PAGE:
Few men alive are part of the living history of America’s Pastime the way Oliver “Son” Ferguson is.
At 94, he is one of the last of a dying breed, men who came up in the industrial baseball leagues of a tough steel town and went on to play professional baseball before the color barrier fell. Ferguson was part of the 1938 Birmingham Black Barons, the stalwart Negro League team that brought fans out by the thousands to Rickwood Field.
So when Ferguson gives advice on the sport he played for decades, it doesn’t hurt to listen. Here’s a bit of the advice he has given to kids who might be undecided about which sport they want to play:
“If you’re going to play baseball, go on and play baseball. If you don’t want to play baseball, don’t try to play baseball.”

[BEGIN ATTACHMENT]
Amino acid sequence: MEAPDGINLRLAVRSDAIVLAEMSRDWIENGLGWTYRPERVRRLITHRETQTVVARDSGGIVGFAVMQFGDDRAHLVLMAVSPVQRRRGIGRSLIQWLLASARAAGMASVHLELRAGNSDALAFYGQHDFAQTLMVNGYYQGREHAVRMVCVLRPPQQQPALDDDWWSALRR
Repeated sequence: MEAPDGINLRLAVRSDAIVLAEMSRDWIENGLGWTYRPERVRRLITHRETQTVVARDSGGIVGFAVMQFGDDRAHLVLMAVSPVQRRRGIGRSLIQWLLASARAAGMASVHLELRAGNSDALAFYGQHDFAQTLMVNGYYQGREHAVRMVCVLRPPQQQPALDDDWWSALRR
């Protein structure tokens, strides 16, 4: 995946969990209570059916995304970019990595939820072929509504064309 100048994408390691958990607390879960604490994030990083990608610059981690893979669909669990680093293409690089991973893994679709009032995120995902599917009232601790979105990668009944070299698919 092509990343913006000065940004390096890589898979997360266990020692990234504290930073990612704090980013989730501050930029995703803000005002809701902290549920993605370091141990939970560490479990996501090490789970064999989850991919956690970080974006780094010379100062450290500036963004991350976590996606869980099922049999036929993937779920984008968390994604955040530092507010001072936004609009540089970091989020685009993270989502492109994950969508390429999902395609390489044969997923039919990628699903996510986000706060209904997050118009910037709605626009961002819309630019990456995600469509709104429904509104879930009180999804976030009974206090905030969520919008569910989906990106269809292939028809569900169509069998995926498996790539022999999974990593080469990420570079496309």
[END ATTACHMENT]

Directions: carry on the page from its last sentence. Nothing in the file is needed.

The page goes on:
Ferguson takes baseball seriously, as befits someone whose place in history is well documented. For instance, in the book Black Barons of Birmingham: The South’s Greatest Negro League Team and Its Players, author and UAB professor Larry Powell says that Ferguson’s “memories of his playing days provide insight into black baseball in the 1930s.”
One thing Ferguson remembers is how important the Black Barons were in segregated Birmingham.
“It was very important,” he said. “You had a turnout to every game we played back in them days. … People just came to ball games back in them days. Come to see different ones play. … Every community that was close around the Black Barons was there at Rickwood Field.”
Soon the Black Barons history will have a new monument, when the city’s Negro Southern Leagues Museum opens — an opening expected sometime this spring, adjacent to the Barons’ home at Regions Field and across from Railroad Park.